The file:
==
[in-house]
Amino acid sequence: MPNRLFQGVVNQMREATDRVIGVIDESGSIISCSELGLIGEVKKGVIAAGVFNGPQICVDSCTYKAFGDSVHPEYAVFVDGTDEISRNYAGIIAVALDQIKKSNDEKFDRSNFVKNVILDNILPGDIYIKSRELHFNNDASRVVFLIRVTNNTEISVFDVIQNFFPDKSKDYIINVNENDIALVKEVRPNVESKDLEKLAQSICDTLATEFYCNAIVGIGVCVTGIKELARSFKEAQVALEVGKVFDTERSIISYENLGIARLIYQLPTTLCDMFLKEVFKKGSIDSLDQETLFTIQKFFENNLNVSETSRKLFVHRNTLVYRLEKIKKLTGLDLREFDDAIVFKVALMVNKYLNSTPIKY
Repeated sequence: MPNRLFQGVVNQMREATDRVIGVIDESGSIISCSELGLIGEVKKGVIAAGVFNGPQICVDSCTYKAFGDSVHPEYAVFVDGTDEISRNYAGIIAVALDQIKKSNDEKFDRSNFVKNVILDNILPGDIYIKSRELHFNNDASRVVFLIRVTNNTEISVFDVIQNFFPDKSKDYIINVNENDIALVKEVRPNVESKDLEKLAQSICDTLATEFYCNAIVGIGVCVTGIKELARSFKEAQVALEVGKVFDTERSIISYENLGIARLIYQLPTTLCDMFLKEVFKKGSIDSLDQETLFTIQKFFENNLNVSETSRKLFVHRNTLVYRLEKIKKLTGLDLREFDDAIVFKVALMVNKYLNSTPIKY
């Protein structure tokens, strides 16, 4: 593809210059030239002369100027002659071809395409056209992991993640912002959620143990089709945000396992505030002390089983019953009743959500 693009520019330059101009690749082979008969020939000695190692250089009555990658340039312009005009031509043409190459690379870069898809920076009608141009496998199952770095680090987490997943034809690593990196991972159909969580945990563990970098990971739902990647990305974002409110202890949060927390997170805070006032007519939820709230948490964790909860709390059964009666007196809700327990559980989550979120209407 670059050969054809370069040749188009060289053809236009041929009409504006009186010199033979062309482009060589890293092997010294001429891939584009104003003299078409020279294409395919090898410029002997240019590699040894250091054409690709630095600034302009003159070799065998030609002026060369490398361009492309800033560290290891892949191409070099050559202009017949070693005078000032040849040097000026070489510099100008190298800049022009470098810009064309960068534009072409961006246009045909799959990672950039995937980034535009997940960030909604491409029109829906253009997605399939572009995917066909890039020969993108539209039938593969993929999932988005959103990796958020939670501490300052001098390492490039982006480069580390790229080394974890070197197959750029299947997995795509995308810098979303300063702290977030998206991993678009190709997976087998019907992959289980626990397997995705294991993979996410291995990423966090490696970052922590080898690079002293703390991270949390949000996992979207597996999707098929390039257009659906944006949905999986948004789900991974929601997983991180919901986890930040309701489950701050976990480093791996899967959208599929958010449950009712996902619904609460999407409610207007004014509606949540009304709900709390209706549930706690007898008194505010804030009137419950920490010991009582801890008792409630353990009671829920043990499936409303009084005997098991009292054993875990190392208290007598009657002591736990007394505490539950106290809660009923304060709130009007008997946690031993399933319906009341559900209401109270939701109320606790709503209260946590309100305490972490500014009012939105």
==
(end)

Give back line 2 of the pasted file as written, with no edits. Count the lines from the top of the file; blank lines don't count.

Amino acid sequence: MPNRLFQGVVNQMREATDRVIGVIDESGSIISCSELGLIGEVKKGVIAAGVFNGPQICVDSCTYKAFGDSVHPEYAVFVDGTDEISRNYAGIIAVALDQIKKSNDEKFDRSNFVKNVILDNILPGDIYIKSRELHFNNDASRVVFLIRVTNNTEISVFDVIQNFFPDKSKDYIINVNENDIALVKEVRPNVESKDLEKLAQSICDTLATEFYCNAIVGIGVCVTGIKELARSFKEAQVALEVGKVFDTERSIISYENLGIARLIYQLPTTLCDMFLKEVFKKGSIDSLDQETLFTIQKFFENNLNVSETSRKLFVHRNTLVYRLEKIKKLTGLDLREFDDAIVFKVALMVNKYLNSTPIKY